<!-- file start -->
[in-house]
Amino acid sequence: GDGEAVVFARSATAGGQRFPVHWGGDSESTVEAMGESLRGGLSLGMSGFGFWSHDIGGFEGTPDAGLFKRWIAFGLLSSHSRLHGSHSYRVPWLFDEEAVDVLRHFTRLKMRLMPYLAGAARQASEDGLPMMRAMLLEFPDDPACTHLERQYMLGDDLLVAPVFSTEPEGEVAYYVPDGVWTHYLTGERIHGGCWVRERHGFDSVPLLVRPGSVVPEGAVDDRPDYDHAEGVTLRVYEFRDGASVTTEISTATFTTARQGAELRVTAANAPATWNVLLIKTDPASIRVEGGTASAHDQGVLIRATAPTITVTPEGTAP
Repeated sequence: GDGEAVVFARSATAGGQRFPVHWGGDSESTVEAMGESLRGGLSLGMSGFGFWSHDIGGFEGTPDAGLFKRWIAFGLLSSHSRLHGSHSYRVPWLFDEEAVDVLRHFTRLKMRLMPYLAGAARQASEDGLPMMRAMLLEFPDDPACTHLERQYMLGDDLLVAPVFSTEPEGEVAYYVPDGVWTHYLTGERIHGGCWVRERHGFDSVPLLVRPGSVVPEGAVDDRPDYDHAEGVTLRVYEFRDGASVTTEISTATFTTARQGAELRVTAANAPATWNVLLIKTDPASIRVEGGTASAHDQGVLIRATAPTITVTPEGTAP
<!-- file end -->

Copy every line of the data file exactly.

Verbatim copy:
[in-house]
Amino acid sequence: GDGEAVVFARSATAGGQRFPVHWGGDSESTVEAMGESLRGGLSLGMSGFGFWSHDIGGFEGTPDAGLFKRWIAFGLLSSHSRLHGSHSYRVPWLFDEEAVDVLRHFTRLKMRLMPYLAGAARQASEDGLPMMRAMLLEFPDDPACTHLERQYMLGDDLLVAPVFSTEPEGEVAYYVPDGVWTHYLTGERIHGGCWVRERHGFDSVPLLVRPGSVVPEGAVDDRPDYDHAEGVTLRVYEFRDGASVTTEISTATFTTARQGAELRVTAANAPATWNVLLIKTDPASIRVEGGTASAHDQGVLIRATAPTITVTPEGTAP
Repeated sequence: GDGEAVVFARSATAGGQRFPVHWGGDSESTVEAMGESLRGGLSLGMSGFGFWSHDIGGFEGTPDAGLFKRWIAFGLLSSHSRLHGSHSYRVPWLFDEEAVDVLRHFTRLKMRLMPYLAGAARQASEDGLPMMRAMLLEFPDDPACTHLERQYMLGDDLLVAPVFSTEPEGEVAYYVPDGVWTHYLTGERIHGGCWVRERHGFDSVPLLVRPGSVVPEGAVDDRPDYDHAEGVTLRVYEFRDGASVTTEISTATFTTARQGAELRVTAANAPATWNVLLIKTDPASIRVEGGTASAHDQGVLIRATAPTITVTPEGTAP